March 17, 2006
Contact: Kaylyn Kendall Dines
Phone: (973) 972-3000
UMDNJ Researchers Seek African-American Women for
Breast Cancer Study
NEWARK—Researchers at the University of Medicine and Dentistry of New Jersey are seeking African-American women who have breast cancer for a randomized study that is designed to measure the impact of group therapy on quality of life. The seven-week study, conducted by researchers at the Institute for the Elimination of Health Disparities at the UMDNJ-School of Public Health in Newark, will also identify the value that spiritual group counseling has on treatment compliance.
"Research shows that African-Americans are more likely than Caucasians to use spirituality and religious involvement when coping with adversity," said Dr. Diane Brown, executive director of the Institute for the Elimination of Health Disparities. "Through this study, we will test the efficacy of a culturally tailored, non-denominational counseling group’s ability to improve the psychological well being and quality of life of African-American women with breast cancer."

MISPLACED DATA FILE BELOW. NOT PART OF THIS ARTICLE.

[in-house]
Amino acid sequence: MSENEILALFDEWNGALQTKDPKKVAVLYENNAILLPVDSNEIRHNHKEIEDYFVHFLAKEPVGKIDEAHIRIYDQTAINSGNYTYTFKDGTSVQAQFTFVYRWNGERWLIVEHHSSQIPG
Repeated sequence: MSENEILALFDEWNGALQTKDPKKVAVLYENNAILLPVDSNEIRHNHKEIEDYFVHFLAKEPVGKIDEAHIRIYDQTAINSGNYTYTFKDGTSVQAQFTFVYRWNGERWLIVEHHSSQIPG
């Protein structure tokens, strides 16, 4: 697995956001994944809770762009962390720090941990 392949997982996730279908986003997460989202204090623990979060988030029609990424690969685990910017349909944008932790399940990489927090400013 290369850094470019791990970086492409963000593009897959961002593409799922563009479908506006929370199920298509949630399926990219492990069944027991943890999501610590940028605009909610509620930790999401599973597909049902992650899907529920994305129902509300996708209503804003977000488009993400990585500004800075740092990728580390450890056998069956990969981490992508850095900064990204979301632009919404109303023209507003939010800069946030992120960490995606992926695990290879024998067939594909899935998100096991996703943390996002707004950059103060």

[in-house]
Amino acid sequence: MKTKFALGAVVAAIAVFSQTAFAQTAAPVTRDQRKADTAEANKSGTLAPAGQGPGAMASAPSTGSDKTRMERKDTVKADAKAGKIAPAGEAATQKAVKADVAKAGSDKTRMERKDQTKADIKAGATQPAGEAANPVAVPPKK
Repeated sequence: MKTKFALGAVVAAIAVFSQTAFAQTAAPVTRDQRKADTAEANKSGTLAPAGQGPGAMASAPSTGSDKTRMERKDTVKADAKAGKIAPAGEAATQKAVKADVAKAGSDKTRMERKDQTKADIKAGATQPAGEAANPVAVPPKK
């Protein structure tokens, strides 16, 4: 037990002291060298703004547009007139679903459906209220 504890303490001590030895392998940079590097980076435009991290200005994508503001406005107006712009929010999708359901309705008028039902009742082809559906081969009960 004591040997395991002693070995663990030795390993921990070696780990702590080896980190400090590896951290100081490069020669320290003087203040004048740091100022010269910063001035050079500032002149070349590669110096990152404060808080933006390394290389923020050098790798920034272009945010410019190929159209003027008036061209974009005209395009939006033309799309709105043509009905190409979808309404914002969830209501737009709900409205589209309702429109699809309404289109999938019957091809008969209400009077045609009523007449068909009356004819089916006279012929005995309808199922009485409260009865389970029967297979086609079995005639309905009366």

A total of 54 African-American women between the ages of 40 to 65, who have been diagnosed with stage I, II, or III breast cancer within the past two years, are being recruited for the study. Each participant will be randomly assigned to one of three study groups. Members of the first group will focus on spirituality and participate in seven weekly group sessions at the UMDNJ-University Hospital in Newark. In addition to opening and closing the sessions with prayer, a minister and a nurse will facilitate the sessions on topics such as communication, stress management, grief counseling, intimacy, sexuality, goal setting and fitness.
Women in the second group will focus on traditional support group activities that will be facilitated by a health educator and a nurse. The third group, the standard care group, will be instructed to follow their prescribed medications without support group involvement.
The study is funded by the U.S. Department of Defense Breast Cancer Research Program, one of the largest underwriters of breast cancer research in the country. The Department of Defense peer-reviewed Breast Cancer Research Program was created in 1992 as a result of the National Breast Cancer Coalition's "$300 Million More" campaign, which was designed to increase federal funding for breast cancer research
For more information about enrolling in this study, please call (973) 972-4383.